Introduction: Surgery is the mainstay of treatment for all breast sarcomas. The role of adjuvant chemotherapy and radiation therapy has not been clearly defined. The aim of this single-center retrospective study was to analyze prognostic factors, outcome, and recent advances.
Materials and methods: Data from 203 patients with all breast sarcomas treated in a single center were collected from 1996 to 2010. Phyllodes tumors and metastatic disease at presentation were excluded from the population. Thirty-six women and 1 man were included in the analysis. Local recurrence, metastatic disease, survival, and reconstructive outcome were evaluated.
Results: Thirty-four patients out of 37 (91.9%) had an angiosarcoma and 3 had a stromal sarcoma (8.1%). Twenty-one patients (56.8%) had previously undergone breast radiation therapy for breast carcinoma or lymphoma. Twenty-six patients (70.3%) underwent mastectomy, 14 of whom (53.8%) with breast reconstruction. Thirty-six patients (97.3%) had free margins, 1 (2.7%) had a microscopically focally involved margin after surgery. Five patients received adjuvant chemotherapy and 6 received adjuvant radiation therapy. Median follow-up was 58 months (range, 4-146 months). Twelve sarcoma-related deaths were observed with a 5-year cumulative incidence of 43.4%. Twenty-four sarcoma-related events were observed with a 5-year cumulative incidence of 70.8%. The same figure was 49.7% in patients affected by primary sarcoma and 85.7% in patients with secondary sarcoma (P = .06).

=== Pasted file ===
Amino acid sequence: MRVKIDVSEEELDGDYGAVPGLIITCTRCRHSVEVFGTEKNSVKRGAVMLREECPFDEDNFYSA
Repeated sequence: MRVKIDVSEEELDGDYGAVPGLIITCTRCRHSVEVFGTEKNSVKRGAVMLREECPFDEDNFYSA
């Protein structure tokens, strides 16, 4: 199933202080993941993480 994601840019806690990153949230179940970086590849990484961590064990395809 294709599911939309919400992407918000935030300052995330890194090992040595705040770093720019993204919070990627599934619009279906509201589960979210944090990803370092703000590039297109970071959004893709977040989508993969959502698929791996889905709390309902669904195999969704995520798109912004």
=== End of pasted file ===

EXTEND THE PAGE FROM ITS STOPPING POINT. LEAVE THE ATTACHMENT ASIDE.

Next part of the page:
Conclusion: Secondary sarcomas were associated with a higher risk of events. Patients undergoing breast conservative surgery or reconstruction after mastectomy did not show a worse prognosis compared with patients undergoing mastectomy.
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